Dr Ken Thompson
Emeritus, University of Sheffield, UK; email@example.com
Title: Do seeds really matter?
Abstract: Well, yes, of course they do. I’ve spent much of my career attempting to show that they do, and I like to think that I’ve quite often succeeded. But much depends on what we mean by ‘matter’, and sometimes, seeds don’t matter quite as much as we think they do. So I would like to share with you a few examples of where seeds don’t seem to be as important as we assume, or where the functions of ‘obvious’ features of seed biology turn out to be far from obvious. In every case, I think the outcome is a deeper insight into why seeds really do matter.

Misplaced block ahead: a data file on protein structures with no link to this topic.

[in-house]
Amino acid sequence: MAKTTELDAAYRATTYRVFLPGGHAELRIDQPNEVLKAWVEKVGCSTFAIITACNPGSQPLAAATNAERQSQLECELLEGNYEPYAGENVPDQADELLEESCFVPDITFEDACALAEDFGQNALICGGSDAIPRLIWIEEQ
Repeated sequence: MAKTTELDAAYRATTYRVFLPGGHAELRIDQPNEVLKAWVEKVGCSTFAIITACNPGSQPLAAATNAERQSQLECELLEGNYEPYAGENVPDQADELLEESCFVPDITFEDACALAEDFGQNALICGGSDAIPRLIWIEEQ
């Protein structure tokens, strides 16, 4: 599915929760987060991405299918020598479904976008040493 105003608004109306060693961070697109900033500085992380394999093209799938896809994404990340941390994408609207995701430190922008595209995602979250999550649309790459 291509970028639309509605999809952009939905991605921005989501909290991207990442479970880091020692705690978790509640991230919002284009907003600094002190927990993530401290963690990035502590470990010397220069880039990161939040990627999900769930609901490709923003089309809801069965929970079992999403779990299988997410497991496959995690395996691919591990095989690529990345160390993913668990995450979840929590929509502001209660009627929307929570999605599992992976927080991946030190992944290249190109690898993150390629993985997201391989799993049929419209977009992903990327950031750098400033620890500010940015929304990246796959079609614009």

Biography: Ken THOMPSON is a senior editor of the British Ecological Society journal Functional Ecology, and was for 20 years an editor of Seed Science Research. He is the author (with Jan Bakker and Renée Bekker) of ‘The Soil Seed Banks of North-West Europe: Methodology, Density and Longevity’ (1997, Cambridge University Press) and (with Mike Fenner) of ‘The Ecology of Seeds’ (2005, Cambridge University Press); and has published 160 papers in refereed journals. He writes and lectures extensively and has written seven books on gardening and popular science; his latest book, containing his collected gardening columns from the Daily Telegraph, was published in 2015. Ken lived and worked in Sheffield from 1990 to 2016; he recently moved to Devon. In 2016 he was awarded the Royal Horticultural Society’s Veitch Memorial Medal for his contribution to the advancement and improvement of the science and practice of horticulture.